So I prefer the terms “positive” and “negative”. Most people can still figure out that these are polar opposites, even if only from installing a car battery(backwards, naturally) or wiring a set of speakers.
    So the answer is; shooting someone committing, or about to commit, the negative act of great bodily harm is no issue of conscience. The one committing such acts is the one mired in negativity. They are the one at fault. If they die, or come to great harm from their own negative actions, that does not affect me and my actions. So long as my actions were positive, it is their conscience and attitudes that need dealing with, not mine.
    It’s a non-question. It is the situation and the attacker that should dictate the defenders actions, not free will choice. My only choices are to allow the attack, or not.

    1. avatar JSW says:

      “…The very words “good” and “evil” have now ceased to have any meaning. Organized religion has done that which they do so well, namely destroy all meaning of words so that all communications have now become little more than babble….”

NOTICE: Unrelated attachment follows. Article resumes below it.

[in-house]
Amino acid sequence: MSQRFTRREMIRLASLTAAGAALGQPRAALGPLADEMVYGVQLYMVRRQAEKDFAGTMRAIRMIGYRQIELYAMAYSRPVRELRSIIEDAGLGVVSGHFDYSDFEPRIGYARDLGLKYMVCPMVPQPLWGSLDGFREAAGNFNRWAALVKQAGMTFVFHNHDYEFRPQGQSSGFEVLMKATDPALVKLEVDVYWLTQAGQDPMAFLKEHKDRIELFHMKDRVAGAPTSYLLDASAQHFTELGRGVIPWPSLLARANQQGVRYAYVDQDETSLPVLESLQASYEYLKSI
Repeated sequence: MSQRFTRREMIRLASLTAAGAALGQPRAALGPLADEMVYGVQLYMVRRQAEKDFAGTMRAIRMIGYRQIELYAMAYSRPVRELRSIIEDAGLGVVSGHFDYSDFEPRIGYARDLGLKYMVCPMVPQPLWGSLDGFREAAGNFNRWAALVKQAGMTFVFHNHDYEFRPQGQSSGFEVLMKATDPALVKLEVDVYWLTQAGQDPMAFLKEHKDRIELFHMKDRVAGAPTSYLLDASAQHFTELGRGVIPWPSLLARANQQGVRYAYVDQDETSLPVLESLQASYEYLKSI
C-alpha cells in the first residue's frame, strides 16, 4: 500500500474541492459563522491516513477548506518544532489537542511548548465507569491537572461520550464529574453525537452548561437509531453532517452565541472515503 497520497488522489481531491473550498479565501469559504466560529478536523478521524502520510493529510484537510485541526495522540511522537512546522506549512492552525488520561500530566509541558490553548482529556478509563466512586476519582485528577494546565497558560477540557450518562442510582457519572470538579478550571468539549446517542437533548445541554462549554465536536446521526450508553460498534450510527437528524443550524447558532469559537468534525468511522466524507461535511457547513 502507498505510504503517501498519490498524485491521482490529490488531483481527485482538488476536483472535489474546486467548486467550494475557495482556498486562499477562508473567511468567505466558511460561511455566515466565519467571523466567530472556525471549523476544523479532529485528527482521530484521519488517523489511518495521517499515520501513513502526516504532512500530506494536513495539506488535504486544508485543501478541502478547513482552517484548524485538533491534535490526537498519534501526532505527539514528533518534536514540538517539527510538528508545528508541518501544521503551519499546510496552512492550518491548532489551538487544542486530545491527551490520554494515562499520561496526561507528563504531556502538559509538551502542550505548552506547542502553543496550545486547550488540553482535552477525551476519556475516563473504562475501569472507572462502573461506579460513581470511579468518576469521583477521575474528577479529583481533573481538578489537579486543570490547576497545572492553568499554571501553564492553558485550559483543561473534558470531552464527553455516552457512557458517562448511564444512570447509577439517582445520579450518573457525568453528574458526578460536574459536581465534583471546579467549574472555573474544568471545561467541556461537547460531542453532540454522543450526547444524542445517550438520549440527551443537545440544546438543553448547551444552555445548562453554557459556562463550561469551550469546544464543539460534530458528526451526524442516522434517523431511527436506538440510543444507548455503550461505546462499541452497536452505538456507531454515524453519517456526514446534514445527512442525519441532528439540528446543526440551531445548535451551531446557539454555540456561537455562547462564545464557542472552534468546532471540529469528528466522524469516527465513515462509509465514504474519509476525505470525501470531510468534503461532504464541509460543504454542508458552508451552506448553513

Righhhhttt.. it was organized religion that tells us we have to accept homosexuality as ‘normal’; it’s organized religion that tells us we have to allow our tax dollars to fund in 200K (+/-) abortions a day; it’s organized religion that impels us to allow ‘temporary insanity’ pleas as excuse for evil behavior; it’s ‘organized religion’ that tells us we have to accept evil into our homes, legalizing pedophile sex and bestiality.

      I could go on and on about this, but you’re wrong. Period.

      Yup, it was organized religion.

      1. avatar kenneth says:

        Seems like you failed to read my post since you just duplicated a lot of what I posted.
        I said that one of the things organized religion does is destroy the meaning of words. I did not imply that that was the ONLY thing they destroy. Indeed, they are very good at destruction, in all its forms. I include ALL organized religions in that…. every one of them.

  37. avatar Gordon in MO says:

    If you want proof of evil in this world, watch some of the ISIS videos of them beheading people or burning them alive.

    Evil is alive and well in this world and it is spreading, even here in America.

  38. avatar pcb_duffer says: